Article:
The Cuba Embargo at 50

Fifty years ago Tuesday, the United States began to impose sanctions on Cuba in what would turn into a comprehensive U.S. trade, finance and travel embargo.

Though the embargo is not the cause of Cuba’s dismal and deteriorating economic and social conditions, neither has it worked to change Cuban policies or even lead to regime change.

It is time to lift the embargo. Doing so will not save communism from its inherent flaws; that system collapsed spectacularly elsewhere around the world in places where the West maintained or established trade. Keeping the sanctions will only further allow the dictatorship and its sympathizers to explain away the regime’s own failings. It would be better for Cubans and the world to see the unraveling of Cuban communism without U.S. intervention. When a free Cuba is eventually born, it will more easily flourish if enemies of the open society cannot rely on a false narrative about how the colossus of the North finally killed off the island’s socialist experiment.

A good way to start would be by lifting the travel portion of the embargo. That measure would expose ordinary Cubans to hundreds of thousands of American citizens, thus inevitably expanding Cuba’s informal economy and establishing innumerable relationships that would make Cuban citizens more independent of the state. The regime may try to reap the benefits of increased revenues, but it will have unleashed a social dynamic that will be difficult to control.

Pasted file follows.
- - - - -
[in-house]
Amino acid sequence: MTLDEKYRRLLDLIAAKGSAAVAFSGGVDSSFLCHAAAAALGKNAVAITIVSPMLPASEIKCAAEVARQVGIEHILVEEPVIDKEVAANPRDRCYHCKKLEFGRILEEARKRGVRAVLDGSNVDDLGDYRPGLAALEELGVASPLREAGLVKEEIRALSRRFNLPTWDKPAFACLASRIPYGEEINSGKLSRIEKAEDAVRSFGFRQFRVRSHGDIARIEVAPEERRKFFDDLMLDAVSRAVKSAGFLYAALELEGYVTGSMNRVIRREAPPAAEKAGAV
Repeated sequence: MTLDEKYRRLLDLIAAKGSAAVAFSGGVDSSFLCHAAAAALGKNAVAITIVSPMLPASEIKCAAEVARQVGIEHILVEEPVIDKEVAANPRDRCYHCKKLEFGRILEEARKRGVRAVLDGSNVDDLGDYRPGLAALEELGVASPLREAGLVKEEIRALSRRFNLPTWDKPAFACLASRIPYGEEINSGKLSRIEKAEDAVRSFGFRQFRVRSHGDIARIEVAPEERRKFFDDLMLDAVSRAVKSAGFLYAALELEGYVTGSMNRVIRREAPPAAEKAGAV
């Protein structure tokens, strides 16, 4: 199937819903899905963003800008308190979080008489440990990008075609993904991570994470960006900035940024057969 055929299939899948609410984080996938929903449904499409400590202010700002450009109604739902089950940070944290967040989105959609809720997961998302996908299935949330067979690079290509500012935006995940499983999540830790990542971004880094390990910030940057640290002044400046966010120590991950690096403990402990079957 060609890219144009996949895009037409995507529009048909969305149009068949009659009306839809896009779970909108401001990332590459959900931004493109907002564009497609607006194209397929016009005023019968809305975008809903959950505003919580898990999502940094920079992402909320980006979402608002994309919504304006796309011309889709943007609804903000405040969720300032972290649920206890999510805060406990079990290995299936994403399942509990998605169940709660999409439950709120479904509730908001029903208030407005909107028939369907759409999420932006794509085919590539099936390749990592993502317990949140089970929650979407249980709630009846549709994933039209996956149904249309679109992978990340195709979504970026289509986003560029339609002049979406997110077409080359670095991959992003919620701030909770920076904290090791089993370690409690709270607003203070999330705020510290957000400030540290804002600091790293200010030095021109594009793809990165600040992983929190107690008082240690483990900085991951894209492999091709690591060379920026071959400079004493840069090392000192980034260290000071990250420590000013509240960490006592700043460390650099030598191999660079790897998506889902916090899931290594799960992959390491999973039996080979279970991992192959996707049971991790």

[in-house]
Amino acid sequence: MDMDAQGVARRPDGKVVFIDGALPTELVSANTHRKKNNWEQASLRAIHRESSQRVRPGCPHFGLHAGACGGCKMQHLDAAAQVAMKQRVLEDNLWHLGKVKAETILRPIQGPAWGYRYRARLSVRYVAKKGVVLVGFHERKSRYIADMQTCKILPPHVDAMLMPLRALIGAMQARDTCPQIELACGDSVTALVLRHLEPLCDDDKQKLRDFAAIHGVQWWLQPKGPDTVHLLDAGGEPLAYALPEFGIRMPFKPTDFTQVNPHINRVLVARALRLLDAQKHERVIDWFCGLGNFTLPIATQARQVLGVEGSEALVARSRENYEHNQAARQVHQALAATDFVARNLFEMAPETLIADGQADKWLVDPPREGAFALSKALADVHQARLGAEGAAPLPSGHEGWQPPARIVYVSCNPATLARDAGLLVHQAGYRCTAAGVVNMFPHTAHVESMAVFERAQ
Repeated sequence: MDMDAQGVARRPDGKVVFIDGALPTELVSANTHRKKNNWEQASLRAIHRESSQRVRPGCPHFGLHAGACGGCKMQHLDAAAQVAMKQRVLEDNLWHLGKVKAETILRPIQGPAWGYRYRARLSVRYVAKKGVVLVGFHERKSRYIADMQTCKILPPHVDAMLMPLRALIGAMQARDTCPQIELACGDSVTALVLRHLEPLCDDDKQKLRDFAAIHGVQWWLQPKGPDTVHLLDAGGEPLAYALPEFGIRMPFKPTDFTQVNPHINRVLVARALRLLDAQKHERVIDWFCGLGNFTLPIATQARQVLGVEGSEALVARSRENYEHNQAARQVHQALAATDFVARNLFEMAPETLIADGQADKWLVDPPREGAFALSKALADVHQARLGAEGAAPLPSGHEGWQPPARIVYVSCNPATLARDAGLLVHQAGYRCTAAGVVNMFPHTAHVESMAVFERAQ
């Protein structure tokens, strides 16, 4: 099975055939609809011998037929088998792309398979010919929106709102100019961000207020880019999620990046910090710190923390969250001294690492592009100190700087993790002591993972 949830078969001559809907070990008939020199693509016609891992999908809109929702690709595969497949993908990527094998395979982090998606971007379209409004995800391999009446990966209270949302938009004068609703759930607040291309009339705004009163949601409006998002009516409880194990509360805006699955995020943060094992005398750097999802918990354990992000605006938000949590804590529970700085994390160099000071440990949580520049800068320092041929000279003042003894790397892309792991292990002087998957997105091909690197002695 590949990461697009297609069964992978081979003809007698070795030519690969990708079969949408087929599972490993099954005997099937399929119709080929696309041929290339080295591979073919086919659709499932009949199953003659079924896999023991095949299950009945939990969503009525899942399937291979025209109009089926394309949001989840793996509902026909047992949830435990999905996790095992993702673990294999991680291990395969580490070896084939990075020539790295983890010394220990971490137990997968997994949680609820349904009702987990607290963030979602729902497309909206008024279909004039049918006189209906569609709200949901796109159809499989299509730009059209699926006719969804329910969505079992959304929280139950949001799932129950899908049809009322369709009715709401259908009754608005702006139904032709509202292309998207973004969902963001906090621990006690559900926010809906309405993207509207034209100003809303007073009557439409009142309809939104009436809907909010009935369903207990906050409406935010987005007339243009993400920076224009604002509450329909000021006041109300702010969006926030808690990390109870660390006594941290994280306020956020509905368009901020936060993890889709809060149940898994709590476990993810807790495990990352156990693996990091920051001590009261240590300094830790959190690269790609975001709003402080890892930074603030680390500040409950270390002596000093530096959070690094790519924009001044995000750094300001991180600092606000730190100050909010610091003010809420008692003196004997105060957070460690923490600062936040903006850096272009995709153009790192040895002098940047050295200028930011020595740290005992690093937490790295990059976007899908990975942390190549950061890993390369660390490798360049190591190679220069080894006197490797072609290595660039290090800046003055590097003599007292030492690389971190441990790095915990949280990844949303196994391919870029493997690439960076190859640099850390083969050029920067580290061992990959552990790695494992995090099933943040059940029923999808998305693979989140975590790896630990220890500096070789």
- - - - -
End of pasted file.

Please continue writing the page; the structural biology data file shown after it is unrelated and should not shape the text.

New Poll Shows Support for Lifting Travel Ban to Cuba

Even Cuban-Americans appear to have turned against U.S. policy.  Reports the Miami Herald:

A new poll of Cuban Americans shows a strong majority favor allowing all Americans to travel to the island, a major shift from a 2002 survey that showed only a minority supporting the change, the Bendixen & Associates polling firm reported Tuesday.

Executive Vice President Fernand Amandi said he was surprised by the magnitude of the swing in just seven years – from 46 percent in favor in 2002 to 59 percent in the Sept. 24-26 survey. Only 29 percent were opposed in the new survey, compared to 47 percent in 2002.

…A campaign to allow all Americans to travel to Cuba has become a key Washington battleground this year for those who favor and oppose easing U.S. sanctions on the island. Permitting such travel would allow U.S. tourists to visit Cuba. Only Cuban Americans are now allowed virtually unrestricted travel to the island.

At least three bills lifting all restrictions on travel are now before Congress – two in the House and one in the Senate. While most analysts believe the House may well approve some version of the measure, they say it will have little chance of gaining Senate approval because of opposition from Sen. Bob Menendez, a powerful Democrat.

One would think that even the most rabid hawk could agree that a policy which has failed for 50 years has … failed.  There’s no guarantee that ending economic sanctions would spur political liberalization in Cuba.  But after a half century of failure, it makes sense to try something else.